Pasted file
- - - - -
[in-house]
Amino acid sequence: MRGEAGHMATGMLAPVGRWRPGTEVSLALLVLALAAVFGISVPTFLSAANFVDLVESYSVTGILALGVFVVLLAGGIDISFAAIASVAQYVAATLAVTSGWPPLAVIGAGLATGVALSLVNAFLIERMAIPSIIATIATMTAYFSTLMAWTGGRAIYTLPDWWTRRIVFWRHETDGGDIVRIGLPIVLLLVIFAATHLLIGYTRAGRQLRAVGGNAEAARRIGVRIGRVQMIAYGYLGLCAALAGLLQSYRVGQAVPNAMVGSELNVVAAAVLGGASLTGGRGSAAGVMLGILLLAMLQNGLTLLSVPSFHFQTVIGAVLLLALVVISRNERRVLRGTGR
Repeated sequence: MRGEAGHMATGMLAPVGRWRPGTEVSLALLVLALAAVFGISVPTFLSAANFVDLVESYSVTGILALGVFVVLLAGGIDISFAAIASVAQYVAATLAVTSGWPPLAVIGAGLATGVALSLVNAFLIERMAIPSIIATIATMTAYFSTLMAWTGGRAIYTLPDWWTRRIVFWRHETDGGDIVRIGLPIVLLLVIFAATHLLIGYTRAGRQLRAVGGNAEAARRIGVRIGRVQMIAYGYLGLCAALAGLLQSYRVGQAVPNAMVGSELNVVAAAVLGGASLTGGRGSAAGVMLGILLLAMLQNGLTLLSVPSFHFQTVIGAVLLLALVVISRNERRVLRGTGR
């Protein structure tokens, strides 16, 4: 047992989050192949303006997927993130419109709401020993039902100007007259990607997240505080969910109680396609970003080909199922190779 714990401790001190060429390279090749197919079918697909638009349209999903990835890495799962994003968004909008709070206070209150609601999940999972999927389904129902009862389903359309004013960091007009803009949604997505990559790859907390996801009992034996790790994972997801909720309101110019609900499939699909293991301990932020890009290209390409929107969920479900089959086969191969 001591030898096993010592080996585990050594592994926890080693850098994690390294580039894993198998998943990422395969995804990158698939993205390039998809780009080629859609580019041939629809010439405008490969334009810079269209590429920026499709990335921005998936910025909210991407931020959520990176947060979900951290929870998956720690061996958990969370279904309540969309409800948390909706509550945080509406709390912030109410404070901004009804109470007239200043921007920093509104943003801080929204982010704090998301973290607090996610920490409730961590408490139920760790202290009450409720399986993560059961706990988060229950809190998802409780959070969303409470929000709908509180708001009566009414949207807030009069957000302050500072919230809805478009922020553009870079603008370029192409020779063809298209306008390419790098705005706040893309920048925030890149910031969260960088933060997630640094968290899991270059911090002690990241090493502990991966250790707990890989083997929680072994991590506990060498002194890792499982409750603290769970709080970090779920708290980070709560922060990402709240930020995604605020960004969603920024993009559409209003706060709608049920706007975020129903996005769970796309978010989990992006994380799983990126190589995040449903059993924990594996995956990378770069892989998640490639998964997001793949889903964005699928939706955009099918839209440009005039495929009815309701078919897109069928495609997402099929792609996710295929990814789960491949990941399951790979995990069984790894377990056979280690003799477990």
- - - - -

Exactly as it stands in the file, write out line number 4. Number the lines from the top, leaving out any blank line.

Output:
């Protein structure tokens, strides 16, 4: 047992989050192949303006997927993130419109709401020993039902100007007259990607997240505080969910109680396609970003080909199922190779 714990401790001190060429390279090749197919079918697909638009349209999903990835890495799962994003968004909008709070206070209150609601999940999972999927389904129902009862389903359309004013960091007009803009949604997505990559790859907390996801009992034996790790994972997801909720309101110019609900499939699909293991301990932020890009290209390409929107969920479900089959086969191969 001591030898096993010592080996585990050594592994926890080693850098994690390294580039894993198998998943990422395969995804990158698939993205390039998809780009080629859609580019041939629809010439405008490969334009810079269209590429920026499709990335921005998936910025909210991407931020959520990176947060979900951290929870998956720690061996958990969370279904309540969309409800948390909706509550945080509406709390912030109410404070901004009804109470007239200043921007920093509104943003801080929204982010704090998301973290607090996610920490409730961590408490139920760790202290009450409720399986993560059961706990988060229950809190998802409780959070969303409470929000709908509180708001009566009414949207807030009069957000302050500072919230809805478009922020553009870079603008370029192409020779063809298209306008390419790098705005706040893309920048925030890149910031969260960088933060997630640094968290899991270059911090002690990241090493502990991966250790707990890989083997929680072994991590506990060498002194890792499982409750603290769970709080970090779920708290980070709560922060990402709240930020995604605020960004969603920024993009559409209003706060709608049920706007975020129903996005769970796309978010989990992006994380799983990126190589995040449903059993924990594996995956990378770069892989998640490639998964997001793949889903964005699928939706955009099918839209440009005039495929009815309701078919897109069928495609997402099929792609996710295929990814789960491949990941399951790979995990069984790894377990056979280690003799477990």